Permanently installed ultrasonic thickness monitoring sensors have recently been adopted to overcome some of the issues associated with manual ultrasonic inspection. The sensors provide highly accurate, trendable data from the same location each time, which can be used for predictive maintenance. In addition they do not have the costs associated with facilitating inspections.

The Inductosense WAND solution is a new approach to permanent monitoring

The Inductosense WAND sensors are permanently installed, ultrasonic sensors. They offer accurate repeatable, ultrasonic thickness measurements from the same location each time. They differ to other solutions on the market as they do not have wires or batteries and are less than 1mm thick. They are activated wirelessly by a handheld data collector or by a remote data collector and a measurement can be acquired in a few seconds. Each sensor has an RFID associated with it and measurements can be tracked over time to provide accurate rates of internal wall loss. Personnel on the asset are able to collect the data and the sensors can be installed underneath coatings or insulation and also activated in hard-to-reach areas.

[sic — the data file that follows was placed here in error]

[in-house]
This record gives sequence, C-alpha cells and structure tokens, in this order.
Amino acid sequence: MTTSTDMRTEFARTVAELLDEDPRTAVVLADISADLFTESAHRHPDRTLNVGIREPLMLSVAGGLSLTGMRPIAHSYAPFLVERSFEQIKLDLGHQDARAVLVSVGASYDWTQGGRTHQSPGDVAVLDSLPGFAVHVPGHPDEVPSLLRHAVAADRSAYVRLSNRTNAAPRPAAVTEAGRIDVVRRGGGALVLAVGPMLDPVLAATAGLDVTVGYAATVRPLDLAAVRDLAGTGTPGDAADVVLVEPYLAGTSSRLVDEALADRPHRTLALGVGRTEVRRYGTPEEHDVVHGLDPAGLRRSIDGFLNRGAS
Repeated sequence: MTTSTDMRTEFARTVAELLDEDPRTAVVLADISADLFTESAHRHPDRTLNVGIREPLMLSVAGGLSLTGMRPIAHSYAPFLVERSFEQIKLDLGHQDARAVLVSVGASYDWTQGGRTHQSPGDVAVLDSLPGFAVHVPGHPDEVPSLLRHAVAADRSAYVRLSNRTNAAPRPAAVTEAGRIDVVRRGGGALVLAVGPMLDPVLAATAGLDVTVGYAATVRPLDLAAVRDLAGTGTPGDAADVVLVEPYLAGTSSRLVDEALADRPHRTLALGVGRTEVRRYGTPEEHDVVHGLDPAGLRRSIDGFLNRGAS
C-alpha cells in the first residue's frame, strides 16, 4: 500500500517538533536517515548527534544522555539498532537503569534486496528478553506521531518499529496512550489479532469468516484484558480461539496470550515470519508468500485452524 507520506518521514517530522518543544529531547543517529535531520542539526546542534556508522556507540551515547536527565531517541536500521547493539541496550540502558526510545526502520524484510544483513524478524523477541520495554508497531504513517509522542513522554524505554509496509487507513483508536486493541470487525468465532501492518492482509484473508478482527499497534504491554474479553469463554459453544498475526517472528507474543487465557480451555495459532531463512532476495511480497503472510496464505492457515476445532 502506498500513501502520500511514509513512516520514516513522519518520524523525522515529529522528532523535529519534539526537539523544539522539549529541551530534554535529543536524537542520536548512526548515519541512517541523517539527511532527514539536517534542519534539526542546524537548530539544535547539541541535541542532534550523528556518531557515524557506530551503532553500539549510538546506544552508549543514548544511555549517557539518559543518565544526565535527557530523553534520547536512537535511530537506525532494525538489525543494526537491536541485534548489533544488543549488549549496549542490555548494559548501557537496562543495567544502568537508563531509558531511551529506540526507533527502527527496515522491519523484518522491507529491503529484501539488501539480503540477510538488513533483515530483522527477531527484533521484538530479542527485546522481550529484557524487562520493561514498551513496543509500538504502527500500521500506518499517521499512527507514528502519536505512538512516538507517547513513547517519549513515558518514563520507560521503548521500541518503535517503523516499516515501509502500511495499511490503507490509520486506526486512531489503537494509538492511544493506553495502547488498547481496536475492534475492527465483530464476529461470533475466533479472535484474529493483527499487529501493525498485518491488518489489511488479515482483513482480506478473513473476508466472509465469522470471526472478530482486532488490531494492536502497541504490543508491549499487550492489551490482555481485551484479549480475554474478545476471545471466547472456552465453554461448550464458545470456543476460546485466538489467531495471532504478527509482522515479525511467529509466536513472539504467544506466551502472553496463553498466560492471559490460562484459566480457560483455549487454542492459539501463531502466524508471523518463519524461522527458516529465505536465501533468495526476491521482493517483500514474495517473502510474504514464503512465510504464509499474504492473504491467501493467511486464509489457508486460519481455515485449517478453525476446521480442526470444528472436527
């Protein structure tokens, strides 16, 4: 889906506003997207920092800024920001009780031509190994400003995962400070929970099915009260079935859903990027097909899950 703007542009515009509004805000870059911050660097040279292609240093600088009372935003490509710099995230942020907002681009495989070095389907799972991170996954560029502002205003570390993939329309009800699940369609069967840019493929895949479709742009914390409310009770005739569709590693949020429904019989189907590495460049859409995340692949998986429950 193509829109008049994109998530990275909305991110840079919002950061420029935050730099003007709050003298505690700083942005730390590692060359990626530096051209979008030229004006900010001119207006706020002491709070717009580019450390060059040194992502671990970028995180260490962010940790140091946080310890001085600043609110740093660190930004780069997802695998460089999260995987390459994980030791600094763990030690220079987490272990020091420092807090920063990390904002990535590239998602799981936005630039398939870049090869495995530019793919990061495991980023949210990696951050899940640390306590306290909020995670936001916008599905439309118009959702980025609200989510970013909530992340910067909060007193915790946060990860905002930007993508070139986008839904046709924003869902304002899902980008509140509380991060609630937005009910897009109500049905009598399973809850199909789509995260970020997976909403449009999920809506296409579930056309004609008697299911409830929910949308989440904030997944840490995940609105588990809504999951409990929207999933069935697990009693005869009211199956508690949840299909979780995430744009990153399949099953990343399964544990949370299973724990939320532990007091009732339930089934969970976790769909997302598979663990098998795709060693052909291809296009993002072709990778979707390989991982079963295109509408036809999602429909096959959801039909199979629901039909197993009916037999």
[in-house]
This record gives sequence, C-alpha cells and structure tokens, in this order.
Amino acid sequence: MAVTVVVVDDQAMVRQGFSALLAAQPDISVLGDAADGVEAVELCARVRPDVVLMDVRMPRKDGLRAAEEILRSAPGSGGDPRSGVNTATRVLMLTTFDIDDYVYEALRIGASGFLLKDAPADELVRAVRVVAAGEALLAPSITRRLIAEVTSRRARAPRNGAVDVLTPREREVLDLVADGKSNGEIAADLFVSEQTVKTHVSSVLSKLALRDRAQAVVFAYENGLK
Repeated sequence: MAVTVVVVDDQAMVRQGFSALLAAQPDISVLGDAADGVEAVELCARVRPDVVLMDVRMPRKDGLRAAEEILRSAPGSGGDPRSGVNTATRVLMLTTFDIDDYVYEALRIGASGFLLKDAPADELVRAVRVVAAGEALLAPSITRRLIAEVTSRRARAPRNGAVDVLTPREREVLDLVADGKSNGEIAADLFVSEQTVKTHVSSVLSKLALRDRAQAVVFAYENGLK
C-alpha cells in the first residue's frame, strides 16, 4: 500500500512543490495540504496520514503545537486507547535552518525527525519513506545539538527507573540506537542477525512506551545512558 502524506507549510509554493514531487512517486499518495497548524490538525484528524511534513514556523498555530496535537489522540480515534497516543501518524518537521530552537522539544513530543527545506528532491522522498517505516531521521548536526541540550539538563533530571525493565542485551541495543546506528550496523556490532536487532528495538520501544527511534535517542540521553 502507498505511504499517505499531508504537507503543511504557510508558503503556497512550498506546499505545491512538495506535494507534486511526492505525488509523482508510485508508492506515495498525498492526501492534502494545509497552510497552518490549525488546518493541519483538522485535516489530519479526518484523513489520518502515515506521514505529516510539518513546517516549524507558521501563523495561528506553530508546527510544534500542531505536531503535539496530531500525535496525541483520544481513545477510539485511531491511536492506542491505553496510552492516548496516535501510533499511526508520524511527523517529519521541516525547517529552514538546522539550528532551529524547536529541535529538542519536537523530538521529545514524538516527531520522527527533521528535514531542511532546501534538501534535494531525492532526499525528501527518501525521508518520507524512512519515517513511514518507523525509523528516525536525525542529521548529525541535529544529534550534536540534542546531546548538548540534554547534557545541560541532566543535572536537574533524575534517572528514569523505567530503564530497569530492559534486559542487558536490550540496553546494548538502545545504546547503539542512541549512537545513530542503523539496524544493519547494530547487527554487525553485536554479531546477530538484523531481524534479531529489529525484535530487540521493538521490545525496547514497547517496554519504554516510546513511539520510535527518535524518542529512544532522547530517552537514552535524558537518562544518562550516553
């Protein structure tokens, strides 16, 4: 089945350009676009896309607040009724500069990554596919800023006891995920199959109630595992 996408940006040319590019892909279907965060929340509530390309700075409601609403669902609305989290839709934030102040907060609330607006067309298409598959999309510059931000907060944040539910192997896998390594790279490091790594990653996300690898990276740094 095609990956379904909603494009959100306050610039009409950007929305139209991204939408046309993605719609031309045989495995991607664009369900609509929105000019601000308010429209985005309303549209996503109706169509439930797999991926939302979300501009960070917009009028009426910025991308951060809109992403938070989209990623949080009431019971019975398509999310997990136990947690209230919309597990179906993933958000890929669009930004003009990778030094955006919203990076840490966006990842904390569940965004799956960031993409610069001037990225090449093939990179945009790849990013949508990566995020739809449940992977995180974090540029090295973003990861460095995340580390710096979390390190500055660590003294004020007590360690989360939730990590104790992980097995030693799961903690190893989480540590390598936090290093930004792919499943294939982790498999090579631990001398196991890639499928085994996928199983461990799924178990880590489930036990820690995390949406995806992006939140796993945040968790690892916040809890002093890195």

A key advantage of the WAND system is the simplicity of installation and data collection.  The sensors are low cost and require no maintenance. WAND is more than an order of magnitude more cost effective per condition monitoring location (CML) than alternative permanently installed sensors on the market.

Permanent monitoring to complement an inspection campaign